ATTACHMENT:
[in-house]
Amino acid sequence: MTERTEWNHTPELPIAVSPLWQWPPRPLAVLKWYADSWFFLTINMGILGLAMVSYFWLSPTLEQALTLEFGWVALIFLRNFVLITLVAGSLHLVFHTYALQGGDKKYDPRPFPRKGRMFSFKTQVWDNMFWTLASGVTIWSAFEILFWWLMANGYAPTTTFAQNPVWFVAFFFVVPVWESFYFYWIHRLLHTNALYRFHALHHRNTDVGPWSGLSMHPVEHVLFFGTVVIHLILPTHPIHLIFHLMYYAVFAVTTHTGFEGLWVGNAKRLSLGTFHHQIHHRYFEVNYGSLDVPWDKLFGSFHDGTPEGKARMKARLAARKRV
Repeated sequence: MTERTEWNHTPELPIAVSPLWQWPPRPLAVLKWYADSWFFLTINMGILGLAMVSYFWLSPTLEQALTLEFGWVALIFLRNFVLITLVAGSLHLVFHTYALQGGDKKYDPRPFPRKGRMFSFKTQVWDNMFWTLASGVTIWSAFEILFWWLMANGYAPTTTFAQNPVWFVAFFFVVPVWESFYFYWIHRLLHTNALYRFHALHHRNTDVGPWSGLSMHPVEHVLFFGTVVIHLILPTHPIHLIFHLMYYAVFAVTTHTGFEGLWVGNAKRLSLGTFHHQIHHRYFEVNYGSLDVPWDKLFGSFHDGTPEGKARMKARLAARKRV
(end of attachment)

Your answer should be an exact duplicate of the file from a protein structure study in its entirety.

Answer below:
[in-house]
Amino acid sequence: MTERTEWNHTPELPIAVSPLWQWPPRPLAVLKWYADSWFFLTINMGILGLAMVSYFWLSPTLEQALTLEFGWVALIFLRNFVLITLVAGSLHLVFHTYALQGGDKKYDPRPFPRKGRMFSFKTQVWDNMFWTLASGVTIWSAFEILFWWLMANGYAPTTTFAQNPVWFVAFFFVVPVWESFYFYWIHRLLHTNALYRFHALHHRNTDVGPWSGLSMHPVEHVLFFGTVVIHLILPTHPIHLIFHLMYYAVFAVTTHTGFEGLWVGNAKRLSLGTFHHQIHHRYFEVNYGSLDVPWDKLFGSFHDGTPEGKARMKARLAARKRV
Repeated sequence: MTERTEWNHTPELPIAVSPLWQWPPRPLAVLKWYADSWFFLTINMGILGLAMVSYFWLSPTLEQALTLEFGWVALIFLRNFVLITLVAGSLHLVFHTYALQGGDKKYDPRPFPRKGRMFSFKTQVWDNMFWTLASGVTIWSAFEILFWWLMANGYAPTTTFAQNPVWFVAFFFVVPVWESFYFYWIHRLLHTNALYRFHALHHRNTDVGPWSGLSMHPVEHVLFFGTVVIHLILPTHPIHLIFHLMYYAVFAVTTHTGFEGLWVGNAKRLSLGTFHHQIHHRYFEVNYGSLDVPWDKLFGSFHDGTPEGKARMKARLAARKRV